I am wondering if you need to go to the expense of using carbon fibre - I would have thought that an 'ordinary' glass / epoxy lay-up to create your sort of 'triangular top hat' shaped beams should be enough?
    The most loading will be in the centre, at the join.
     
  3. rturbett
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    rturbett Senior Member

    The dimensions are off the plans- I have rebuilt a few sharks already, and are very familiar with the mahogany beam construction.
    There is a hinge at the bottom center of each beam- the only lock is the bolt at the top of the rear beam, where we also attach our block.

    I could go glass, but there is an interest in the fleet in "modernizing" the boat. Also, the fibergalss hulled boats always come in over class weight, so I would love to shave pounds where I can.

    it looks like the carbon cloth- at roughly $20 yard- (60incheses wide) is not cost prohibitive. The foam seems like it will cost as much- anyone have a good source they wish to share?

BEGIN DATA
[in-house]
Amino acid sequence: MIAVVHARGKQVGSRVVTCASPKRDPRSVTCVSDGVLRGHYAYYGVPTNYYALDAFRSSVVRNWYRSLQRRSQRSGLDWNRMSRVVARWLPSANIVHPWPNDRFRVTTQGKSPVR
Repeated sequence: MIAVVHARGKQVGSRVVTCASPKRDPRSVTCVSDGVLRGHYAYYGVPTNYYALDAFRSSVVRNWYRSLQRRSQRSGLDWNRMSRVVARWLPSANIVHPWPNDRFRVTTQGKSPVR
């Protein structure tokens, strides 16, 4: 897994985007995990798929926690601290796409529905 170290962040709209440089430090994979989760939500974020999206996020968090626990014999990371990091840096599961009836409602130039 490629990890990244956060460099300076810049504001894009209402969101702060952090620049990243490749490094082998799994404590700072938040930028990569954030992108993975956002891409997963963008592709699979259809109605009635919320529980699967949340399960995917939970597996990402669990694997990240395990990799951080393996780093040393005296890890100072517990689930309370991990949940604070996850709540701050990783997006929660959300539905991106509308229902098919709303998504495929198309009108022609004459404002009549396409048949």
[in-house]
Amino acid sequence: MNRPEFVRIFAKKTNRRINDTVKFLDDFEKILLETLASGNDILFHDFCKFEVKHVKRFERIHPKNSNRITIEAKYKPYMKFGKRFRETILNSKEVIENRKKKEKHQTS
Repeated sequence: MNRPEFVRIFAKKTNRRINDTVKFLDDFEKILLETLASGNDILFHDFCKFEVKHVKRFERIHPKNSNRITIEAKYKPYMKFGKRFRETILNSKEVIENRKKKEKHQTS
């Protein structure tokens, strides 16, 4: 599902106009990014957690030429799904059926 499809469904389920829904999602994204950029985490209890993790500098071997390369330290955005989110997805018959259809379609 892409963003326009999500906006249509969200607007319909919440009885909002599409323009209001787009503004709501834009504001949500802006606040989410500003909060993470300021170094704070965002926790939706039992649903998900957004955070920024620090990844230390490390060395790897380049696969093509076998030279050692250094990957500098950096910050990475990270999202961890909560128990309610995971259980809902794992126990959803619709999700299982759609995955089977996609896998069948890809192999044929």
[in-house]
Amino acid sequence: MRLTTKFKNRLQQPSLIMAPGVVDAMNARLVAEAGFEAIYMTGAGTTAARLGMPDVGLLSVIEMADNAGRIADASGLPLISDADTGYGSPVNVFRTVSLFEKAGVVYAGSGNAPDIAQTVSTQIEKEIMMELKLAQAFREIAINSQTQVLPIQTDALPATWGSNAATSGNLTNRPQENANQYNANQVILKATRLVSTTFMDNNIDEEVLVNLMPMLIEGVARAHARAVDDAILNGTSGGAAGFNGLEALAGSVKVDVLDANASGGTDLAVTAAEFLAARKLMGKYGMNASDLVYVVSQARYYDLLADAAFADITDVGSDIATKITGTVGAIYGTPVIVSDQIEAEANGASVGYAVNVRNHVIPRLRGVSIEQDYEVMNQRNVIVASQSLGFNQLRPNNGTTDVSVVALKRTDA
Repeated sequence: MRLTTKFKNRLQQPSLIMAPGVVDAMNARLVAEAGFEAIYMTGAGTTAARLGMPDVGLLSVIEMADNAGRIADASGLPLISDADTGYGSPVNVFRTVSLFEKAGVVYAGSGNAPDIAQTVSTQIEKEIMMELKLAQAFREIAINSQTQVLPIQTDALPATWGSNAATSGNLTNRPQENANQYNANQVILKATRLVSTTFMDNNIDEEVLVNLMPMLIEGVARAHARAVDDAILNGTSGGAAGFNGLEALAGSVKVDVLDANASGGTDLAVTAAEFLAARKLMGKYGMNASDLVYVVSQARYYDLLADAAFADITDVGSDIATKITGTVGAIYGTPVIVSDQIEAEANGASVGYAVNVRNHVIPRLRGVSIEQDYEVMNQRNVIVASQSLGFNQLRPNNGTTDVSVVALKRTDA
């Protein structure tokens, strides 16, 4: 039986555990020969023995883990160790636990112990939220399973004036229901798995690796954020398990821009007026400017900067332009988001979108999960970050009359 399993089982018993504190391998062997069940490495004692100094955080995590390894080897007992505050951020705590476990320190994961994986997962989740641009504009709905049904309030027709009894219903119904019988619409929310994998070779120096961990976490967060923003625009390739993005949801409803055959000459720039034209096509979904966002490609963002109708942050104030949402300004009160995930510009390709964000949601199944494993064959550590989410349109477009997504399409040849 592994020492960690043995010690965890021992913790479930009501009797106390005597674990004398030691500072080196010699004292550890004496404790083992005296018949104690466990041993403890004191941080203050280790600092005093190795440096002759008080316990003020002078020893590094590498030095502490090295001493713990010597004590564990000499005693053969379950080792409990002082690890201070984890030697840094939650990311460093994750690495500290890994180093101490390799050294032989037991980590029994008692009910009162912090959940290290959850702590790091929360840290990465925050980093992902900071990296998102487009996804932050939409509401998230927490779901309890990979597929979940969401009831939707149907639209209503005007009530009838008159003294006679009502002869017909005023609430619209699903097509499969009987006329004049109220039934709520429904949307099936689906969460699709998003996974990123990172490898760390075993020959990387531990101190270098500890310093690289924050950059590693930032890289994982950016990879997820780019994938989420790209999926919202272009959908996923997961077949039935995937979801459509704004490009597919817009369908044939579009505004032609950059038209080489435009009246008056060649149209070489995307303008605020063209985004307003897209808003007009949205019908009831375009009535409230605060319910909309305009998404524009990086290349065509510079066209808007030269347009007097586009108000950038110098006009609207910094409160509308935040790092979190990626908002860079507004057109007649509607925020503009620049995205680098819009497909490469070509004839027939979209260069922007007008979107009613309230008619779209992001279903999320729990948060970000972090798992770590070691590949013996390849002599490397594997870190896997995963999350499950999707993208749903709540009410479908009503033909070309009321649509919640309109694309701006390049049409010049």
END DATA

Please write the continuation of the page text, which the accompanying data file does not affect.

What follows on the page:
4. guzzis3
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    guzzis3 Senior Member

    Re engineering cats is never trivial and racing beach cats especially so. You would do well to read up on the experiments done on tornadoes over the years, for example the cedar cored hulls windrush (I think) built some years back..anyway..

    To make glass beams comparable on strength stiffness (more important) and weight you need to engineer them properly. Uniaxial top and bottom and 45/45 around the inside outside front and back, possibly with a light core front and back would be good. Woven cloth would be a waste of time. It is VERY easy to make glass or even carbon beams in that size as heavy or heavier than timber, which is why so many beach cats carry aluminium beams.